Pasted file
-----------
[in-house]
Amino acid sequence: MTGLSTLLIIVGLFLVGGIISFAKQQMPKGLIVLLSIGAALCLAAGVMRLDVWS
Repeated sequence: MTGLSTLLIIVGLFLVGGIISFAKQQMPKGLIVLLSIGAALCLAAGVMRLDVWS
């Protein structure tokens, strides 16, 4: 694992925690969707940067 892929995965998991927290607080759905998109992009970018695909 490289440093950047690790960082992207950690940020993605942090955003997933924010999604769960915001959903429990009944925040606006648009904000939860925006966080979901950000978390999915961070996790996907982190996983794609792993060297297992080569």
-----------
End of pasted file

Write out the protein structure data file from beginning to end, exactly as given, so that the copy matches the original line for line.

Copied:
[in-house]
Amino acid sequence: MTGLSTLLIIVGLFLVGGIISFAKQQMPKGLIVLLSIGAALCLAAGVMRLDVWS
Repeated sequence: MTGLSTLLIIVGLFLVGGIISFAKQQMPKGLIVLLSIGAALCLAAGVMRLDVWS
């Protein structure tokens, strides 16, 4: 694992925690969707940067 892929995965998991927290607080759905998109992009970018695909 490289440093950047690790960082992207950690940020993605942090955003997933924010999604769960915001959903429990009944925040606006648009904000939860925006966080979901950000978390999915961070996790996907982190996983794609792993060297297992080569």